Interestingly, as a Mechanical Engineer major, there are instances and even several classes in which we do dive into the (admittedly rough) topic of electrical. I’m not really someone who is living, breathing and studying Electrical Engineering or the like for various reasons. But it can be interesting. I do like audio and the reproduction of audio, but admittedly, I don’t always understand about the electrical side of things. In one class however, which talks about instrumentation, I came across the topic of sampling, which includes bits, bytes, bitrate, frequency, as well as the specific topic of digital audio. After learning about it, I must admit based on theory alone, after an interesting poll, many in the class don’t agree that hi-res audio is worth the money. There are a few reason as to why.
Human hearing covers about 20Hz to 20kHz. So to cover recording the full spectrum of sound, barely, 16bit 44.1kHz was chosen as the sampling rate. To but that into perspective in bitrate, that is 1411.2kbps (kilo-bit-per-second) with each channel at 705.6kbps to total that number for 2 channel or stereo digital audio. As it does cover the entire audible frequency range, CD quality can be considered as lossless audio. What about “Hi-Res” audio? At 24bit and either 96 or 192kHz, that adds up to about 829.4mbps (1000kbps = 1mbps) at 96kHz and 1.66gbps(1000mbps = 1gbps). Essentially, you can think of the resolution at 96kHz 2x human hearing already, with 192kHz 4x human hearing resolution. Do note these are “bits” not “bytes”. “bits” are binary information, meaning the 1 and 0 stuff. “bytes” are 8 bits in “10110010”s, so the “gb” (gigabit) mentioned here are lower case, but if you’re talking about the data in “GB” (gigabytes) they are typically uppercase.
In theory, you can’t hear the difference between 16bit 44.1kHz and 24bit 96kHz or 192kHz. At least, it’s not that big of an audible resolution jump from MP3 or AAC format, which has a sampling rate at 256kbps. Hence, many would take this information and logically answer that it isn’t that worth it to be paying the double in price only hear the same thing. But, as with theory and reality, there is always an error, or a margin of error with it. With age, our hearing does deteriorate, with typically older people possibly only being able to hear less than the typically stated 20kHz max, or the inability to hear bass. The opposite can be true, because we cannot be 100% certain that everyone only hears that specific frequency. Some may technically be able to hear beyond than the stated frequencies, and the fact that I can discern the different resolutions, even if it’s a relatively small changes, proves the fact that sampling at twice or 4 times human hearing can sound, better. There are certainly benefits with Hi-Res audio, but the worth is ultimately determined by what we value.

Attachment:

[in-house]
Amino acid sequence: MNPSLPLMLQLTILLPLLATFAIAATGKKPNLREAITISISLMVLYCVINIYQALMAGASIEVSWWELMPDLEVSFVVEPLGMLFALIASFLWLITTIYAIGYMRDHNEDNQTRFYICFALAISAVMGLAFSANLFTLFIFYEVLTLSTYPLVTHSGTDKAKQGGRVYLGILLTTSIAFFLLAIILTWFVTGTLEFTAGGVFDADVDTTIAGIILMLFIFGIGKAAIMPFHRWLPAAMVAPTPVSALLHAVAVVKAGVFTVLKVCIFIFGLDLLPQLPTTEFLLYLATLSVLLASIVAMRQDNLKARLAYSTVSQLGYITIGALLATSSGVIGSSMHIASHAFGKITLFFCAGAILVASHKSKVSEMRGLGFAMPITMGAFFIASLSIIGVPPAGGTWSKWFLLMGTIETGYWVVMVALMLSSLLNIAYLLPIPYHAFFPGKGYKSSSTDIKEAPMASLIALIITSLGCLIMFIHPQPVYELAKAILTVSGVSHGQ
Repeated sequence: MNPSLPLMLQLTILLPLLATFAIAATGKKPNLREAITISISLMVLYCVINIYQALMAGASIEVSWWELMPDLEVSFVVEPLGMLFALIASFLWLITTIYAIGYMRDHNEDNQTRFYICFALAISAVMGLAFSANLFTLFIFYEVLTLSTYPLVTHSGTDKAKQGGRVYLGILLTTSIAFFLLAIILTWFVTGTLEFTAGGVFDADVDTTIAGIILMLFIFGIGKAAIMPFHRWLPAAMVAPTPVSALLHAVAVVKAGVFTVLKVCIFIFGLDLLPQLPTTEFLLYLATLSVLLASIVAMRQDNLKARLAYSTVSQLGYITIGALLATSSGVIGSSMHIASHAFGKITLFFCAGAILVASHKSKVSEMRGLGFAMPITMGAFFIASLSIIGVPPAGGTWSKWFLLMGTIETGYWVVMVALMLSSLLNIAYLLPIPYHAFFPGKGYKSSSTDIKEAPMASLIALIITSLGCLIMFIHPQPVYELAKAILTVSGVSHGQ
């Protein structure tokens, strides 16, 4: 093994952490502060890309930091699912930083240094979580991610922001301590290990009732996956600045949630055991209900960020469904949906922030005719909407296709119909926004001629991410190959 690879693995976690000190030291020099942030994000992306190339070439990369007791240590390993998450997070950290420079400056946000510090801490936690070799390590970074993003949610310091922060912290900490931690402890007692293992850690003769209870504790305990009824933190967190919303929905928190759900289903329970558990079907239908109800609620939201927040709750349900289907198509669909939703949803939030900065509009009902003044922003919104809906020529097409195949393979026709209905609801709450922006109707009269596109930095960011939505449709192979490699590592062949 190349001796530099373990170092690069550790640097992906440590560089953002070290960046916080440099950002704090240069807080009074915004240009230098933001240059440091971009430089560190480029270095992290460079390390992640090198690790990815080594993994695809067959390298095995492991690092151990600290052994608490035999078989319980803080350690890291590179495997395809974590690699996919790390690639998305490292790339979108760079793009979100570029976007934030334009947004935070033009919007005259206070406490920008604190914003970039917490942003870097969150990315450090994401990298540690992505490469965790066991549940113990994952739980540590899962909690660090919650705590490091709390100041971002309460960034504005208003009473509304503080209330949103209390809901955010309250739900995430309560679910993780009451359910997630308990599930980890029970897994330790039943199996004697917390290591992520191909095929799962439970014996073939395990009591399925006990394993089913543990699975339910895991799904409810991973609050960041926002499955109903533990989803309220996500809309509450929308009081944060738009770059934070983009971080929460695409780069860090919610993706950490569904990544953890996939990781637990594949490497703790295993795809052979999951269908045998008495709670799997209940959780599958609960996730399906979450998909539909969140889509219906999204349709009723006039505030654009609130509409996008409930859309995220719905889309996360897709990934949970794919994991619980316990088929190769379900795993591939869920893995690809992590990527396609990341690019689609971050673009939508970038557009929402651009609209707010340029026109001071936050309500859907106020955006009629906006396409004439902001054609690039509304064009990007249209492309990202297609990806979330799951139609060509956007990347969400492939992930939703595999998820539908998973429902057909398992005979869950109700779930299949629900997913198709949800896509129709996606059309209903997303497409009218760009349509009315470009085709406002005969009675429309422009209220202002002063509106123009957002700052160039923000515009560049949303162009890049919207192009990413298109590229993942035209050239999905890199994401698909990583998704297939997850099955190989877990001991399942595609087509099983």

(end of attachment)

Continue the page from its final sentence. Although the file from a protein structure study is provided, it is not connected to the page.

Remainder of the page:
I certainly value the quality of my audio playback, and will certainly choose the higher resolution when I can. I personally find my current choices with audio something I am happy with, and that I think is the where the true worth of something lies. That is why, I still want to listen to Hi-Res audio with my rather expensive hand-me-downs, and do the things I do. Even when asked in class if Hi-Res audio is worth it, I was one of the people who actually answered yes. Remember when I said that poll was interesting? Turns out, a good 20-30% actually answered yes, with over 60% answering no, if my memory serves me correctly. This was a class of about 40 or so students. I was not expecting that many people to answer yes, but then again, this was not a representative sample of general population. Anyway, what do you think? Is Hi-Res audio still worth it to you after reading about that information?